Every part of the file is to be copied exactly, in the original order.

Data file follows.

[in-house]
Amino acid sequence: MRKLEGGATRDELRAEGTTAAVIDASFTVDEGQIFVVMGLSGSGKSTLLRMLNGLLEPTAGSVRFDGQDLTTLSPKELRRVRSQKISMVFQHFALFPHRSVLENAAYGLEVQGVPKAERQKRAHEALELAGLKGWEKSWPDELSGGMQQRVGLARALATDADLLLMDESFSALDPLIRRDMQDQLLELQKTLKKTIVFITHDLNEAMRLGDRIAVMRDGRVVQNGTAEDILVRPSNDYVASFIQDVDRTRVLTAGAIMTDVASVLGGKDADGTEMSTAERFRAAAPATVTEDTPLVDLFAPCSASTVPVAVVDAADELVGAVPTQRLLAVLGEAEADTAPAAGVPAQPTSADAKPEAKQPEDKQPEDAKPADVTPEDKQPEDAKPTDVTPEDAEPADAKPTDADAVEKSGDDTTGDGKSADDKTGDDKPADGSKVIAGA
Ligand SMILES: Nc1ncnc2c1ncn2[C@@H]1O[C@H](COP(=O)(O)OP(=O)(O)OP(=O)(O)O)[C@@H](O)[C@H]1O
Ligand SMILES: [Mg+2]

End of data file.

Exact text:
[in-house]
Amino acid sequence: MRKLEGGATRDELRAEGTTAAVIDASFTVDEGQIFVVMGLSGSGKSTLLRMLNGLLEPTAGSVRFDGQDLTTLSPKELRRVRSQKISMVFQHFALFPHRSVLENAAYGLEVQGVPKAERQKRAHEALELAGLKGWEKSWPDELSGGMQQRVGLARALATDADLLLMDESFSALDPLIRRDMQDQLLELQKTLKKTIVFITHDLNEAMRLGDRIAVMRDGRVVQNGTAEDILVRPSNDYVASFIQDVDRTRVLTAGAIMTDVASVLGGKDADGTEMSTAERFRAAAPATVTEDTPLVDLFAPCSASTVPVAVVDAADELVGAVPTQRLLAVLGEAEADTAPAAGVPAQPTSADAKPEAKQPEDKQPEDAKPADVTPEDKQPEDAKPTDVTPEDAEPADAKPTDADAVEKSGDDTTGDGKSADDKTGDDKPADGSKVIAGA
Ligand SMILES: Nc1ncnc2c1ncn2[C@@H]1O[C@H](COP(=O)(O)OP(=O)(O)OP(=O)(O)O)[C@@H](O)[C@H]1O
Ligand SMILES: [Mg+2]